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Verizon C-band lifts 5G speeds as it chases T-Mobile


Verizon’s deployment of mid-band spectrum for 5G is delivering boosts to download speeds for users connected to C-band, according to new analysis from Opensignal – getting the carrier closer as it works to catch up to speed leader T-Mobile.


Verizon and AT&T both started activating C-band spectrum in the 3.7 GHz range on January 19. AT&T acknowledged a more limited deployment in just eight markets, while Verizon had a more widespread launch with 5G Ultra Wideband using C-band now covering more than 100 million people.

Both are still only using a portion of their C-band holdings. Opensignal results show that C-band, while still limited to certain major markets, was enough to bump Verizon’s overall 5G nationwide download speeds (which include lower band spectrum as well) immediately, even though T-Mobile still has the fastest thanks to its head start deploying mid-band 2.5 GHz. However, when only looking at connections on mid-band spectrum Verizon is closing the speed gap where it’s available, and a look at five cities shows it’s sometimes matching T-Mobile on speed.

Specifically, Opensignal saw C-band make enough of a difference to increase Verizon’s national 5G download speed score by about 15 Mbps or 26.7% after launch. It rose from the average of 55.7 Mbps seen on Verizon 5G in the six weeks prior to the January activation to an average of 70.6 Mbps afterwards. On a nationwide basis across spectrum bands, T-Mobile was still the clear 5G speed leader. The report didn’t show an impact on AT&T’s nationwide 5G experience since rolling out C-band.


But when users are connected to Verizon’s C-band spectrum (now available across 1,700 towns and cities), speeds were much faster and competition for the top position is clearly heating up between the two. Opensignal collected data between January 19 and March 19, for U.S. mid-band 5G speeds. On average users on T-Mobile’s 2.5 GHz mid-band saw 5G download speeds of 225.5 Mbps, while Verizon users on C-band saw 211.8 Mbps. AT&T users on C-band also experienced a speed boost, with average 5G downloads of 160 Mbps – but again, only available in eight markets.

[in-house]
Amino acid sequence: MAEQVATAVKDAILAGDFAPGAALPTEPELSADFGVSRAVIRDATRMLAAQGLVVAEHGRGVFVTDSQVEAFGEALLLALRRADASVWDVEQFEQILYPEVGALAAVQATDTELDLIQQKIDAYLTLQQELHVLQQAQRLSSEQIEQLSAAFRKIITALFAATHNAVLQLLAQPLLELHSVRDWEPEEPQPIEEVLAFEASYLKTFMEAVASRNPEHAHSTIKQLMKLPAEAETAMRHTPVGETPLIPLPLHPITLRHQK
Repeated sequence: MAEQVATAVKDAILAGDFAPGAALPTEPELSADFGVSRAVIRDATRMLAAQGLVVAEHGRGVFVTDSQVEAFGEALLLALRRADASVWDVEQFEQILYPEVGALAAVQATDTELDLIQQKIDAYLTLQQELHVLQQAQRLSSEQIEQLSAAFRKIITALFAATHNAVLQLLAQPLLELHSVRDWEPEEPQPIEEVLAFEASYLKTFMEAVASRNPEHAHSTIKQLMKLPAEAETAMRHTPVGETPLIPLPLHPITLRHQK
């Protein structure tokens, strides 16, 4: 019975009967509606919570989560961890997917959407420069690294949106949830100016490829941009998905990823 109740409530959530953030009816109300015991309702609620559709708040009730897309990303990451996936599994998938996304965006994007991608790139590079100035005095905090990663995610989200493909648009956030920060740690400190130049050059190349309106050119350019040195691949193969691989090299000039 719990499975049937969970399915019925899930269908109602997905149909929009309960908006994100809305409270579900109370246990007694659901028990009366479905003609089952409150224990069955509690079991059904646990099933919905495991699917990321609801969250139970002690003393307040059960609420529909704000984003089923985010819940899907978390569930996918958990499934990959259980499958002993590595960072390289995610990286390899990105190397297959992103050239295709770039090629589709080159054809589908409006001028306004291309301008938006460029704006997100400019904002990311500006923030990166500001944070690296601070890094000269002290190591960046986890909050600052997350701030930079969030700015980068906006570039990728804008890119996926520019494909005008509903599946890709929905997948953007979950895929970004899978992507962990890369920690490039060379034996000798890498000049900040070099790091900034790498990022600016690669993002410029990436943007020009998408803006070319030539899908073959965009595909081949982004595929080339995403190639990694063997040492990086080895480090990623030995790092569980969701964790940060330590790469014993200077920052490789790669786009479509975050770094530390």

Ookla results from February right after Verizon’s C-band launch also showed impressive speed improvement from the mid-band spectrum just a week after activating.


In Opensignal’s latest analysis Verizon scored the fastest 5G upload speeds for users connected to mid-band spectrum, at 20.7 Mbps, compared to AT&T at 18.5 Mbps and similarly T-Mobile at 18.2 Mbps.


Opensignal noted that although Verizon’s mid-band experience is somewhat similar to T-Mobile, the two are not directly comparable yet. Still, the report offers additional evidence to claims that mid-band spectrum is key for a better 5G experience. Earlier Opensignal results showed how T-Mobile saw a more than 40% 5G speed increase between March and September 2021 for users connected to 2.5 GHz.


Drilling down into five specific cities, C-band spectrum made a marked difference in upping Verizon’s download speeds, which according to Opensignal were around four times faster (and all above 200 Mbps) than the carrier’s previous average 5G download speeds of about just 50 Mbps when users were connected to its nationwide 5G that largely uses lower band spectrum.